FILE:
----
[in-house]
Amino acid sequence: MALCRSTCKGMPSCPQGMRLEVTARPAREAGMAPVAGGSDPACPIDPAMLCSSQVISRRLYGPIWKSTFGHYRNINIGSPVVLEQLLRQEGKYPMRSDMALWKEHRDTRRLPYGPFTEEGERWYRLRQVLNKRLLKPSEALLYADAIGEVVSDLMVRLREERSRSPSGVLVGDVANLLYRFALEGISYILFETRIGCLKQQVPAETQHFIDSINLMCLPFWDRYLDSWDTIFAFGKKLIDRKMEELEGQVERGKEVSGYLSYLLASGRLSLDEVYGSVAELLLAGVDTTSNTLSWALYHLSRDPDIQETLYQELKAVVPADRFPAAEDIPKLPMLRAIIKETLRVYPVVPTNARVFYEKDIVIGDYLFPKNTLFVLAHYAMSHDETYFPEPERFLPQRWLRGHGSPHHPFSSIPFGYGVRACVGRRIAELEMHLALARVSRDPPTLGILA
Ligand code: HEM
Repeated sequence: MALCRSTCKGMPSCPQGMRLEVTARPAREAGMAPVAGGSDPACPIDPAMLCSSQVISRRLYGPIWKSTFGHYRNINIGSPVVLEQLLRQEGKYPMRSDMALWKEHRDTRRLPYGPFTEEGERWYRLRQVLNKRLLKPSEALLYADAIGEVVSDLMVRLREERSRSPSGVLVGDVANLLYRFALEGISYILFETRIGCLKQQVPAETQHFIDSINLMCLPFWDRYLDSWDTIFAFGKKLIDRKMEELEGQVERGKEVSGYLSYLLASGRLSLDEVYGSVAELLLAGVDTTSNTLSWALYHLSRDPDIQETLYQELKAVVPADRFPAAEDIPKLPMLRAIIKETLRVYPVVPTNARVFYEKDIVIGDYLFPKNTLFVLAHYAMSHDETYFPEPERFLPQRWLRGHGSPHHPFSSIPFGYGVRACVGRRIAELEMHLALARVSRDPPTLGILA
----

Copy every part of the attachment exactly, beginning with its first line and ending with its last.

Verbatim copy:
[in-house]
Amino acid sequence: MALCRSTCKGMPSCPQGMRLEVTARPAREAGMAPVAGGSDPACPIDPAMLCSSQVISRRLYGPIWKSTFGHYRNINIGSPVVLEQLLRQEGKYPMRSDMALWKEHRDTRRLPYGPFTEEGERWYRLRQVLNKRLLKPSEALLYADAIGEVVSDLMVRLREERSRSPSGVLVGDVANLLYRFALEGISYILFETRIGCLKQQVPAETQHFIDSINLMCLPFWDRYLDSWDTIFAFGKKLIDRKMEELEGQVERGKEVSGYLSYLLASGRLSLDEVYGSVAELLLAGVDTTSNTLSWALYHLSRDPDIQETLYQELKAVVPADRFPAAEDIPKLPMLRAIIKETLRVYPVVPTNARVFYEKDIVIGDYLFPKNTLFVLAHYAMSHDETYFPEPERFLPQRWLRGHGSPHHPFSSIPFGYGVRACVGRRIAELEMHLALARVSRDPPTLGILA
Ligand code: HEM
Repeated sequence: MALCRSTCKGMPSCPQGMRLEVTARPAREAGMAPVAGGSDPACPIDPAMLCSSQVISRRLYGPIWKSTFGHYRNINIGSPVVLEQLLRQEGKYPMRSDMALWKEHRDTRRLPYGPFTEEGERWYRLRQVLNKRLLKPSEALLYADAIGEVVSDLMVRLREERSRSPSGVLVGDVANLLYRFALEGISYILFETRIGCLKQQVPAETQHFIDSINLMCLPFWDRYLDSWDTIFAFGKKLIDRKMEELEGQVERGKEVSGYLSYLLASGRLSLDEVYGSVAELLLAGVDTTSNTLSWALYHLSRDPDIQETLYQELKAVVPADRFPAAEDIPKLPMLRAIIKETLRVYPVVPTNARVFYEKDIVIGDYLFPKNTLFVLAHYAMSHDETYFPEPERFLPQRWLRGHGSPHHPFSSIPFGYGVRACVGRRIAELEMHLALARVSRDPPTLGILA